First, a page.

Rivera’s take on School Department odyssey
'It will all have been worth it'
LIKE MANY PROBLEMS IN LAWRENCE, the problem with the School Department headquarters and the lease at 237-255 Essex St. is old and complicated. This month, a 28-plus-year-old problem was resolved when the city entered into an agreement to settle a lawsuit with the owners of 237-255 Essex St. and to purchase the building behind City Hall. Like anyone who has purchased a home knows, a lot can happen from the time an offer is made until the transaction closes. This path, while long and winding, was actually a low-cost process that ended in a win for the City of Lawrence.
The issues with the 237-255 Essex St. facility was one I inherited. The cost of rent and maintenance at that site was the stuff of legends around our city and something I had to deal with on day one. At that time, the city had spent over $6 million on rent alone during the previous 16-plus years. After adding in the average expenses for utilities, taxes, and maintenance, the cost to the city to house the School Department was close to $10 million. While the lease terms entered into by a prior administration allowed the city to purchase the building, the city never did. Similarly, the city did not do as much as it should have to keep up the building. The combination of these two factors made this lawsuit inevitable.
The last thing I wanted was to get into a long, drawn-out court battle. All I wanted was to reduce the costs the city was paying. My first instinct upon seeing the amount of money the city previously spent to house the School Department was to try to acquire the building for as little as possible, even as a gift. Shortly after my suggestion of gifting the building to the city, the owners sued the city. To clarify, the lawsuit was based on the claim that the city failed to invest in the upkeep of the property over the previous 10 years, as was mandated by the lease. It was also about how that lack of maintenance hurt the building’s property value.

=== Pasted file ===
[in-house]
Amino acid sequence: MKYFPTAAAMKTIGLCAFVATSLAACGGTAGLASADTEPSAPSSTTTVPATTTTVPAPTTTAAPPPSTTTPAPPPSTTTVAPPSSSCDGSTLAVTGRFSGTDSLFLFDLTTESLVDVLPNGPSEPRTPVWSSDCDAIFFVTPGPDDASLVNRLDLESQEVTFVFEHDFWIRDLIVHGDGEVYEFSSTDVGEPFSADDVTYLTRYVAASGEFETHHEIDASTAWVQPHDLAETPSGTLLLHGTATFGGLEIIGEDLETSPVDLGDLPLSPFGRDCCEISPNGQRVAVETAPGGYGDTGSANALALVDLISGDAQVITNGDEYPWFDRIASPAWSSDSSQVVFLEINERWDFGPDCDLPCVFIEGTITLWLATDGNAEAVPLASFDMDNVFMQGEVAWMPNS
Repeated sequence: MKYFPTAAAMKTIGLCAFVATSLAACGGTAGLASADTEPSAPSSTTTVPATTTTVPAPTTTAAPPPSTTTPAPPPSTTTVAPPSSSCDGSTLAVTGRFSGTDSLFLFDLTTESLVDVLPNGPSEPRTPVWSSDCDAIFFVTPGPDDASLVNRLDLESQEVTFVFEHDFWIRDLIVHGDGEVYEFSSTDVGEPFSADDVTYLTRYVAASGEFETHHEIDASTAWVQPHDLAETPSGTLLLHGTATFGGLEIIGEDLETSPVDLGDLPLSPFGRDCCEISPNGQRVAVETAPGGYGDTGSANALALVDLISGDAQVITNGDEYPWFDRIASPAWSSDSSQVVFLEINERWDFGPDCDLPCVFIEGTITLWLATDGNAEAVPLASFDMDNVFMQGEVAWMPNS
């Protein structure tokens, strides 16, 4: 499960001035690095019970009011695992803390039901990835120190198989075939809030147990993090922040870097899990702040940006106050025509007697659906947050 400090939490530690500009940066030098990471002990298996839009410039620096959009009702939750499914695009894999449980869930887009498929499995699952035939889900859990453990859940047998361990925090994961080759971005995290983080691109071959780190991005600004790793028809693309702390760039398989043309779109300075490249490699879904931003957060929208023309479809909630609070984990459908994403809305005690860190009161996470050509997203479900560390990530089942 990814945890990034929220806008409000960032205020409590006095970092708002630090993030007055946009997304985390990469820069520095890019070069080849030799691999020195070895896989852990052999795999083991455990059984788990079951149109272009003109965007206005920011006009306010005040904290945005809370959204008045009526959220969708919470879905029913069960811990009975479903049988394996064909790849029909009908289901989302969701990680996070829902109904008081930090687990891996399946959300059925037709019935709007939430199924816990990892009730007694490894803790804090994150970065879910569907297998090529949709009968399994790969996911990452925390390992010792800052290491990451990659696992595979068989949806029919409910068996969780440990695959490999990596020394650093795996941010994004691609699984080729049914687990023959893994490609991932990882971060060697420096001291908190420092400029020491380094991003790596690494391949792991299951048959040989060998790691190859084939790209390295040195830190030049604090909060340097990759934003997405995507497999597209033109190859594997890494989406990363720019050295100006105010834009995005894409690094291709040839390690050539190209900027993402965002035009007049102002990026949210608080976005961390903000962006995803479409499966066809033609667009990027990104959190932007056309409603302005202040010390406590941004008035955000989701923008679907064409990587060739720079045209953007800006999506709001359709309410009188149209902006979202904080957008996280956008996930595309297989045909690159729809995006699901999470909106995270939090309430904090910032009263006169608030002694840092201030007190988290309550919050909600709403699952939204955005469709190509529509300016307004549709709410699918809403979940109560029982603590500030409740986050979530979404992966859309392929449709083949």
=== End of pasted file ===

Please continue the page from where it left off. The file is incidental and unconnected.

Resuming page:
By the end of 2014, the city was in litigation and the lease was ending, so we moved the School Department to the basement of the old high school. The cost of the move was $50,000, and it was either move or continue to pay the high cost of the lease. Since the move, we have saved $570,000 just in lease payments.
During that process, the lawsuit advanced and a jury delivered a verdict against the city. The jury presented two figures for the judge to choose from: 1) the amount it would take to fix the things the jury thought the city had a responsibility to fix [$2.5 million] or 2) the loss in value because of lack of repairs ($800,000). Since the city was found in breach of contract it would have to pay as much as $500,000 in legal fees as well. If the judge chose the higher amount, the city would have appealed, and if it chose the lower amount the owners would have appealed. The likelihood of an appeal was high, so the judge encouraged us to reach an agreement. We did just that. For $3.5 million, we settled all lawsuits and purchased the property.
The fact that we had received approval to borrow $8 million to buy and fix 370 Essex St. allowed us to pay the settlement, purchase the building , and eventually fix the building without any net new dollars being committed. The City Council voted last week to move that money for that purpose.
Along the way, we bought the property at 370 Essex St. This is not a waste. This will allow us to control the redevelopment of that site, which is enhanced by the fact that the city owns an empty lot directly next to it. Marketing these two properties together will allow the city to get its initial investment back and to improve a large parcel in our downtown. Not bad for an unintended consequence.
So, yes, money was spent defending the city from a lawsuit that was inevitable; moving the school department; buying, designing and planning the rehab of a property that we stopped work on. Yes, we plan to move the School Department back into the offices at 237-255 Essex St. It may seem a long way to go to end up where we started. The reality is, we wanted to cut the total annual cost for the city and we have. We wanted to own the property instead of rent and we will.Sometime in the near future when we fill the offices at 237-255 Essex St. and we save tons of money on leases and maybe even get some rental income, it will all have been worth it. Now this investment of $3.5 million to own the property and the cost to fix it will save us from wasting another $10 million in the future and having nothing to show for it. To the taxpayers of our city, we have solved a 28-year-old problem and have made an investment on the future.
Daniel Rivera is the mayor of Lawrence.